Being an educator is an opportunity to influence the future. It's an opportunity to help each child find his/her unique strengths, voice, and direction. I also love that as an educator, I'm in a constant state of improvement;; since I believe my job is so important, I can't afford to be complacent. These kids receive the best efforts I can give them every day.
I enjoy exercising, reading, travelling, camping, and spending time with my family.
My current favorite is "The Wealthy Barber." It's an easy-to-read guide to personal finance.
I was a Colorado Ski Ambassador to Japan. A group of Colorado musicians, chefs, media people, and students spent three weeks in Japan as a cultural and ski exchange.
CLPE has a welcoming, caring atmosphere. Our staff cares about ALL students, not just the ones in our classrooms. It's a place where we nurture the WHOLE child, not just a child's academics. We recognize that each child comes to us with unique backgrounds, skills, and interests; we try to develop each child's strengths and bolster his/her weaknesses.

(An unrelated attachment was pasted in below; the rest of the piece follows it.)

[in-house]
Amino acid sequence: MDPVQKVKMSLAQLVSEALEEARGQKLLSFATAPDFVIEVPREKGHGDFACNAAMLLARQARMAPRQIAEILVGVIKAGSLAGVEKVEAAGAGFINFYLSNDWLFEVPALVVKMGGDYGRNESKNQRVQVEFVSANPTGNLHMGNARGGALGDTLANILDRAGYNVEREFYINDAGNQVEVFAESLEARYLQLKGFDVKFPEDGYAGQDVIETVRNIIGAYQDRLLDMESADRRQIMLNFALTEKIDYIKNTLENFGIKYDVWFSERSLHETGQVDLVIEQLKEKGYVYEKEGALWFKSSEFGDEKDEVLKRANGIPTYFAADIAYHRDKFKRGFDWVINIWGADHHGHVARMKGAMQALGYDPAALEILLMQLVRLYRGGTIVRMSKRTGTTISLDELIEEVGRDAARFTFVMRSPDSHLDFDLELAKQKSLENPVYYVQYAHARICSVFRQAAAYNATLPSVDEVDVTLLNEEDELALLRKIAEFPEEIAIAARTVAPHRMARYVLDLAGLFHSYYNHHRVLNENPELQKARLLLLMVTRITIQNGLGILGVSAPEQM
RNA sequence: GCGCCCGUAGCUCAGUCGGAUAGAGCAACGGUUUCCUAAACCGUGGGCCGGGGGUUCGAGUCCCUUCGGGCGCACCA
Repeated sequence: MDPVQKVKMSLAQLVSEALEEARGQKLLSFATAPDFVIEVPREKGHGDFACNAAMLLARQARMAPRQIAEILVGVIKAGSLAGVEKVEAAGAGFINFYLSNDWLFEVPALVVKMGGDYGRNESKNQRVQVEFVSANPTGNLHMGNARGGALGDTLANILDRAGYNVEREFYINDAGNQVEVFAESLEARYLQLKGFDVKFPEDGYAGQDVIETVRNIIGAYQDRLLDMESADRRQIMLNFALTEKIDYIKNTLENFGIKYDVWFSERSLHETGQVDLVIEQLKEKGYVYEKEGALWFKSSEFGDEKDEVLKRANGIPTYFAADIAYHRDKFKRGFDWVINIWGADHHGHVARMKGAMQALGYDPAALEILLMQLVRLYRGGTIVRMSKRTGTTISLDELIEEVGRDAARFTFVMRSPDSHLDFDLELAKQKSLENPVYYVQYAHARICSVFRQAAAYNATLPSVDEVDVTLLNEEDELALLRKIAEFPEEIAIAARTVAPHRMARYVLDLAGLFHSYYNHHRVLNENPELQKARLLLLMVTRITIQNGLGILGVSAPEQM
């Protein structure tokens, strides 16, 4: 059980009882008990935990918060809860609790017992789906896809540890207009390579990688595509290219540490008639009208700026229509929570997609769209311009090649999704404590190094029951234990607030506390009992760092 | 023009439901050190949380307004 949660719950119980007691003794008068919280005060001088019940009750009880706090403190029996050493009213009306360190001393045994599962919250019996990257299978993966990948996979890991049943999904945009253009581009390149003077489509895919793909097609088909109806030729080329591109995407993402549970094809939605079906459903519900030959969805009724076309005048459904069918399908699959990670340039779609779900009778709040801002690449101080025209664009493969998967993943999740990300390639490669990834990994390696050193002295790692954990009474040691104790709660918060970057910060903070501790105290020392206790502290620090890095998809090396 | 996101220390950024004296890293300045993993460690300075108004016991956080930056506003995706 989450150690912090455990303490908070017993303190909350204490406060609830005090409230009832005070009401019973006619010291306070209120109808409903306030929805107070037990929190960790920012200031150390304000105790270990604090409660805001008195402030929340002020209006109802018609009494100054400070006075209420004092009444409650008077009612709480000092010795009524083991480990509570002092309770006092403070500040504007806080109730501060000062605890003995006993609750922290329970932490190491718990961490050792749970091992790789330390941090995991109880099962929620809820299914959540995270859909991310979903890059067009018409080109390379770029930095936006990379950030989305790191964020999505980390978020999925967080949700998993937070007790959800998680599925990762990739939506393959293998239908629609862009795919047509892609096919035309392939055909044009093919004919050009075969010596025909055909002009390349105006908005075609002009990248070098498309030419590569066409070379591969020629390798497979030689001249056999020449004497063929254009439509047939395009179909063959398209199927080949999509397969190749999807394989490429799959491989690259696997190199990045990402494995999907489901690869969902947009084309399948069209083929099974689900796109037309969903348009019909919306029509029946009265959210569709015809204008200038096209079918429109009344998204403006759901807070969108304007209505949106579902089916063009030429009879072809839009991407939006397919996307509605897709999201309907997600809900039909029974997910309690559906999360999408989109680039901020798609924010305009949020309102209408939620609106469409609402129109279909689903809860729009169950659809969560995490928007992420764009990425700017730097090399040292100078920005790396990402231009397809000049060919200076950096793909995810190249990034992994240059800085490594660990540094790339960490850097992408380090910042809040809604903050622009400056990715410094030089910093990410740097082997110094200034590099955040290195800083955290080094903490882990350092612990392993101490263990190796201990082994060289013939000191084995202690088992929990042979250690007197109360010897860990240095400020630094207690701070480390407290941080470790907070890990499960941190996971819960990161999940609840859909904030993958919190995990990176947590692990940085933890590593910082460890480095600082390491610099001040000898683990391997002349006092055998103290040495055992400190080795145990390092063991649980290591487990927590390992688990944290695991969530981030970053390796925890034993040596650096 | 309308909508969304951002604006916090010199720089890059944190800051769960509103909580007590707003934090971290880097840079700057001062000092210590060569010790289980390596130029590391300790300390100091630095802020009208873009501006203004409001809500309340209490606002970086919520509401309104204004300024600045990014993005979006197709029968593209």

In my IB classroom I encourage kids to work hard, ask questions, and develop the skills and responsibility to be successful in middle school and beyond. To best achieve this, my teaching follows three main beliefs.
One: Learning happens best within a supportive learning climate/community. I foster this through continuously referring to the six "belief statements' that hang on the classroom wall. They are: 1-- "It's okay to make mistakes; that's how we learn." 2-- "We can do more and learn more when we're willing to risk." 3--"We can be a community: sometimes all for one and one for all, and sometimes live and let live." 4-- "Everyone needs time to think and learn." 5--"It's intelligent to ask for help. No one needs to do it alone."6--"The only place success comes before work is in the dictionary."
Two: To create meaning, students must see the importance of, connect to, and take responsibility for their learning. The IB philosophy and approach to education supports this belief. I encourage my students to make connections between the concepts we teach in school to the world at large. For example, when our Central Idea is "Conflict may initiate Change," I want kids to see how this central idea relates to both the American Revolution and its results (what we study for state standards) and the Civil Rights Movemment, The Arab Spring, and/or current events where conflict could potentially lead to change.
Three: Learning and assessment must be primarily aimed at state standards AND each student's needs. Each child comes to me with different strengths, interests, and weaknesses. It's my job to support their strengths, learn their interests, and build up their weaknesses.